Amidst one of the world’s great oil booms, Hugo Chavez caused the Venezuelan oil industry to decline, chasing out talent and investment, leading to a collapse in production.
In a new note, Morgan Stanley worries that this chart — the long-term decline in Venezuelan oil production — will take a long time to reverse.
Photo: Morgan Stanley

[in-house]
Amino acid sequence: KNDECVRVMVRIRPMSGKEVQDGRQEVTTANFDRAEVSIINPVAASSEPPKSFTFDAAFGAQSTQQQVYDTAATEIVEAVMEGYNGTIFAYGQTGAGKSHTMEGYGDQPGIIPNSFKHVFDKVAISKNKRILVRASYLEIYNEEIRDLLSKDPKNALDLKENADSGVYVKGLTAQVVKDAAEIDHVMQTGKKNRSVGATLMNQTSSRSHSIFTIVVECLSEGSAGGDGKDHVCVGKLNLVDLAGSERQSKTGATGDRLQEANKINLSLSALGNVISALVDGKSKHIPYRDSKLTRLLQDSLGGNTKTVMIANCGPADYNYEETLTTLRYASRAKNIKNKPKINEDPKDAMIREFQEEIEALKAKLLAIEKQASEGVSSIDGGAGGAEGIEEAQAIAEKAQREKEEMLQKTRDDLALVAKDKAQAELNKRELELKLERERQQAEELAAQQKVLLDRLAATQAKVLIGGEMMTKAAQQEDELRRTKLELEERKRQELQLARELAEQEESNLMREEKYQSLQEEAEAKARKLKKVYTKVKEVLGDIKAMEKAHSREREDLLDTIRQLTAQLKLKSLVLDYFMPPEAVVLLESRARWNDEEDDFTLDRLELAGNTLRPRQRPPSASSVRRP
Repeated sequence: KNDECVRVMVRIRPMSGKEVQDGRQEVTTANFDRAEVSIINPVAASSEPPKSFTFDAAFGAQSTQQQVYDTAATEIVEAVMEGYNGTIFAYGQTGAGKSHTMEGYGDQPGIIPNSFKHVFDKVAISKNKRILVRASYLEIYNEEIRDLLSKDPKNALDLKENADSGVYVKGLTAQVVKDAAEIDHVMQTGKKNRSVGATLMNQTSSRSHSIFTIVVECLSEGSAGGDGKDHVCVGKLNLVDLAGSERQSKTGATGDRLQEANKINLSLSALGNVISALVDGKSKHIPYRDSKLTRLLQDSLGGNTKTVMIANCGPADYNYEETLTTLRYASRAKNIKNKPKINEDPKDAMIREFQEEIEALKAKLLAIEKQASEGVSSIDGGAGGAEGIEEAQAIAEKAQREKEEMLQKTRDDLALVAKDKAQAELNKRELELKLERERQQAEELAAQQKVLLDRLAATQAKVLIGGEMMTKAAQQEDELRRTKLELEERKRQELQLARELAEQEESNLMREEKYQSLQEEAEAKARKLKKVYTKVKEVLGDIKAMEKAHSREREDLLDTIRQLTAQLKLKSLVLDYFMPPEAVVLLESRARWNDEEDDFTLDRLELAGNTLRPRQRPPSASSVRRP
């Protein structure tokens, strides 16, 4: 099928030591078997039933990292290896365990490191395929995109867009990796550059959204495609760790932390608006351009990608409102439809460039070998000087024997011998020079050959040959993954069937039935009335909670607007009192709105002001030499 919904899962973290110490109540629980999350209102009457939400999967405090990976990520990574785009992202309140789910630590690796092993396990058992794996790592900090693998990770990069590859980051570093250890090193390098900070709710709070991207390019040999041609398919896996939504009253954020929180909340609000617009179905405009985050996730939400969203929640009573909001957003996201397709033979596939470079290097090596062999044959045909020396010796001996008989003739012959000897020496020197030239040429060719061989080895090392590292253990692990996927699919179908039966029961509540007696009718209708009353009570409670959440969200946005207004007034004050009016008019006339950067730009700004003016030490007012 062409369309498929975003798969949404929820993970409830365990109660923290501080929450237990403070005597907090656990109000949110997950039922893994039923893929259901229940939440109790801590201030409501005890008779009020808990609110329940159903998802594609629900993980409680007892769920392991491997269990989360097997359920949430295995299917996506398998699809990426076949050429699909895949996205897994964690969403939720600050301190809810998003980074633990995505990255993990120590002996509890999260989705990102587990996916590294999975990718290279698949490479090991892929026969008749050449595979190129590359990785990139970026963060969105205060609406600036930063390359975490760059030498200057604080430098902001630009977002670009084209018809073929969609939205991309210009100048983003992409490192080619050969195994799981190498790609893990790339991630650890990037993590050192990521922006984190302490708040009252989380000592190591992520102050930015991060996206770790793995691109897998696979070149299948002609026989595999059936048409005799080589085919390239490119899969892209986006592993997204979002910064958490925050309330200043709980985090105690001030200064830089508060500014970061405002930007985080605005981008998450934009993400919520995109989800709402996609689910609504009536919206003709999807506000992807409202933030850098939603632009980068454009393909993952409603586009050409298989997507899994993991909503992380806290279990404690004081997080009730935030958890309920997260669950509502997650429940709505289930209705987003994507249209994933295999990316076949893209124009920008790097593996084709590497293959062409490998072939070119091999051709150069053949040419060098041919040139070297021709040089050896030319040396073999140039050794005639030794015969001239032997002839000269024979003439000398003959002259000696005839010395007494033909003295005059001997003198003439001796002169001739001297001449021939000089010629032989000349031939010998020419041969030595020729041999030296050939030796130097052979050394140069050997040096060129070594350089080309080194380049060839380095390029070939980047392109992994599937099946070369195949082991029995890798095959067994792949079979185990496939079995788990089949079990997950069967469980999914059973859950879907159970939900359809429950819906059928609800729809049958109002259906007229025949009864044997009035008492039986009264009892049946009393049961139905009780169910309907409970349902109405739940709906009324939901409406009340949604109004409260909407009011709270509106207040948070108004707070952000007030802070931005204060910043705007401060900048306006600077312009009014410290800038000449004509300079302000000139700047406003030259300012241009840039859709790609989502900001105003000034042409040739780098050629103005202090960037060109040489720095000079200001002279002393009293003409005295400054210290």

Venezuelan oil prospects still dim in a post-Chavez era. We caution against expectations of a phase shift in Venezuelan oil production, despite some bullishness in the market. Oil supply growth requires material investment, technology, and long lead times. The brain drain of Venezuelan oil engineers over the past decade and reports that only 6 kb/d of new Orinoco crude production started last year (of 195 kb/d expected) confirm our suspicions. IOC investment vital, but hard to justify without time-consuming reform. PDVSA is already saddled with debt and 43% of its 2011 production was not paid in cash, making foreign investment crucial. Granted, a post-Chavez Venezuela is likely more conducive to foreign investment. However, we doubt IOCs will invest without material, time-consuming economic and structural reforms, especially given Chavez’s entrenched bureaucracy. We have heard anecdotal evidence of languishing pipeline approvals, which has capped production growth. But even with every reform in place, production will still lag investment by years.
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